When I was a child, my grandparents had a working ranch near Dodge City, Kansas. It was a couple thousand acres sprawled across sandy slopes of alfalfa and corn bordered by the Arkansas River on the north that always ran dry. This is where my family vacationed as a kid. I have many memories here; cowboys and Indians, the grumpy dog, football, pet raccoons, riding the moped on the dusty farm roads hours upon end. But some of the greatest memories I have is dinnertime with the family.
My family is large. My grandparents had 4 children, one being my mother. When all four aunts and uncles and all their progeny were present, it was a sight to behold. At a minimum we had 10 adults and 16 grandchildren. To pull in the vernacular of the ranch, it was as a herd. And how dinnertime went is best described as a controlled stampede.
The adults ate in the main dining room while the kids were relegated—for logistical reasons—to the breakfast nook—within ear shot of the adults, but outside the effective parental visual control perimeter or EPVCP. The adult table sat 10 comfortably. The kids table sat 4 comfortably. So cramming 12 more children around that table just added to the mystical experience of family.
As you can imagine, dinners were wonderful and raucous. The adults ate in some form of regality and poise interrupted only by their frequent threats of bodily harm if we didn’t “turn it down.” We relished dinner time. We cut up. We laughed. We did impressions of our favorite Goonies character. We made faces and spilled drinks. We poked fun at the middle child in each family until one of them cried. We strained jello between our teeth. It was the best of times.
Then there were the times when not everyone was present. The kids, therefore, weren’t relegated to the breakfast nook and we were invited to sit at the table of adulthood in the sanctuary of seriousness. Elbows off the table when you eat your corn cob. Napkins in your lap. No un-useful chatter. No Goonies impressions. No sugar in your tea. From this vantage point you can sense the tensions that time brings into relationships. You can hear the quiet echo of pain in the short conversations. The uneasy smiles. The diverted glances. Is there love here? Truckloads. It’s undeniable and palpable. But, it is not perfect love. This is the erosion of time upon love. This is what love looks like when it carries the wrinkles of age, limps with pain, and is scarred with unmet expectations. This is how we have taught each other to love.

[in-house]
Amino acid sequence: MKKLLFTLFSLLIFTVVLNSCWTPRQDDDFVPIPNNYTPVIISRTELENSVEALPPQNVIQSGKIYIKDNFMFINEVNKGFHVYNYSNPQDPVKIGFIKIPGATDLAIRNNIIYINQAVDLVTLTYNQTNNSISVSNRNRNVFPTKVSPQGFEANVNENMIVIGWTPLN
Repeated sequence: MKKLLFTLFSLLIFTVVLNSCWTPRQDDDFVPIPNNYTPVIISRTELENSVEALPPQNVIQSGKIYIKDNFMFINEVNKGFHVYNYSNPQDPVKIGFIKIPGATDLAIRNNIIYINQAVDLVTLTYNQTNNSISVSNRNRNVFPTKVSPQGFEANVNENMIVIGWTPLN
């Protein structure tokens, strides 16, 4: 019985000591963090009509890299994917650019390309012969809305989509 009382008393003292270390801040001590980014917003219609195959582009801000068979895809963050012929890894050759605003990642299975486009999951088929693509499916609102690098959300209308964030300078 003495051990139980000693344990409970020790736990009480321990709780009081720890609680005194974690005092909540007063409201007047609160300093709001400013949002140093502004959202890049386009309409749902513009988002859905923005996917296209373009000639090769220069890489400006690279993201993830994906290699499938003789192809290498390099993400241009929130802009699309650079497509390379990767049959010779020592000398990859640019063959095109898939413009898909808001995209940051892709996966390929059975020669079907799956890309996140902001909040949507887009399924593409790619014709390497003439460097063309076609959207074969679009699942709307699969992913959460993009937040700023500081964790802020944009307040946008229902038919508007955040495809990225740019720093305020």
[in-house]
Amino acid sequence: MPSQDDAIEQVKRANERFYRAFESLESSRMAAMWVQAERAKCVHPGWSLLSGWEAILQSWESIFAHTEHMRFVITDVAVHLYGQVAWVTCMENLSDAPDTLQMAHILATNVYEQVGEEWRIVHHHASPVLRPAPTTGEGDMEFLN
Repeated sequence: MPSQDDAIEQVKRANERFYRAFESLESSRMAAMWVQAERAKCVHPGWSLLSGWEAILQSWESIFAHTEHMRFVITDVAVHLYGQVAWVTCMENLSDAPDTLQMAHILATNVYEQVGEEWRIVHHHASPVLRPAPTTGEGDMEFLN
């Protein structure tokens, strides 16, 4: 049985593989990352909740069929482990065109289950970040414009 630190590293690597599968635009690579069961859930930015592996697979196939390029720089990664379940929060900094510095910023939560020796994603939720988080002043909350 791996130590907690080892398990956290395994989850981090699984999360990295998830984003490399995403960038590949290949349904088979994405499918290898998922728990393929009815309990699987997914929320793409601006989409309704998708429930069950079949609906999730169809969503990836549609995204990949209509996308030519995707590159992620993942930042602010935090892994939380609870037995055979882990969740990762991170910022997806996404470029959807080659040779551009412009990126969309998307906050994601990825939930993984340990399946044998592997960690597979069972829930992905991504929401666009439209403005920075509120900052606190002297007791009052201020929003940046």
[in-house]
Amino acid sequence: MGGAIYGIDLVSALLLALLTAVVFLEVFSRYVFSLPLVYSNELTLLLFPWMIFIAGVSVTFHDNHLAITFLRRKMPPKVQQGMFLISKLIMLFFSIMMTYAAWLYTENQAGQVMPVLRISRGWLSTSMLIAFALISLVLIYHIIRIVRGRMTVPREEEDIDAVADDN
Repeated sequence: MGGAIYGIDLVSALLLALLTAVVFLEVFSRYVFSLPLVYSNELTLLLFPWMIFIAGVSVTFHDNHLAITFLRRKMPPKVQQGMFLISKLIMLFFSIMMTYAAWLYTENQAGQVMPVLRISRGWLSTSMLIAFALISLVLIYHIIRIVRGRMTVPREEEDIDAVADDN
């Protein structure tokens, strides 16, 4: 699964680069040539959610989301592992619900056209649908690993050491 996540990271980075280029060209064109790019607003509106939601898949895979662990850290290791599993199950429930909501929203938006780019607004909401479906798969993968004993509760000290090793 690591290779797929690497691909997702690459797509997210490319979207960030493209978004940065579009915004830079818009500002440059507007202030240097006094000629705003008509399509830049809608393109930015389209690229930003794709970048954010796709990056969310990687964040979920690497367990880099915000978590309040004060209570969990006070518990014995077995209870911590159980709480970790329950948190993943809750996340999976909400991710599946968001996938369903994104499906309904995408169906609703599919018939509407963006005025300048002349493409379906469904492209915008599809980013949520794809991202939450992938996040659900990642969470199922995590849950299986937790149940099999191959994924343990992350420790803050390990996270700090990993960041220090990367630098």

I’d give anything to sit at that table again.
I started writing this post because I wanted to make the analogy of the church being a table that we set for others—all generations need to be present and valued and given a voice. But this is pulling my heart strings a little deeper than that. There comes a time in our lives when we cease just sitting at a table and we become the ones who set the table. Think on that. We go from sitting to setting. We become the ones who make others feel welcomed into a family.
And how do we do this? It’s not the silverware. It’s not the fine china. It’s really not even what is served, although much can be said about that.
But to set our table in a way that invites others to belong and feel welcomed begins with intentional love. And I would submit that what that looks like, more than anything, is forgiveness. Love doesn’t exist apart from forgiveness.
When we set the table with forgiveness as the tablecloth, everything placed upon it and done around it flows from love.
It’s what made Jesus’ cross so powerful. If He couldn’t look at his accusers and abusers and say, “Father, forgive them for they don’t know what they’re doing,” then the cross was a needless exercise in how to endure physical pain. But the cross was more. It was the showpiece of the incarnate God revealing His everlasting love and enduring forgiveness for the world. Jesus was showing us how to set a table.
Let’s forgive grandparents for being tired and not hearing well. Let’s forgive parents for being absorbed in their careers in order to provide shelter, food, and safety. Let’s forgive our siblings and cousins for carving out their own lives independent of us. Let’s forgive our children for the emotional toll they take from us. Let’s forgive the newborns for demanding our precious attention and energies. Let’s forgive the stranger for not looking or talking like us. And let’s forgive ourselves—because whatever crappy standard we force everyone else to live up to is ultimately the standard we hold ourselves to.
And so if we can sit around a table offering forgiveness to all who come, laying down judgements, with no expectations other than to just be present with one another, to listen, to speak, to laugh, to make the middle child cry (we can’t let that go), then all of sudden the smells of Kansas come wafting back into memory—a blend of sweet manure and lime jello salad—and we experience once again the joy and whimsy of a love that is slowly being perfected. And when we have this, we have community. We have family. We have church.
Go set your table.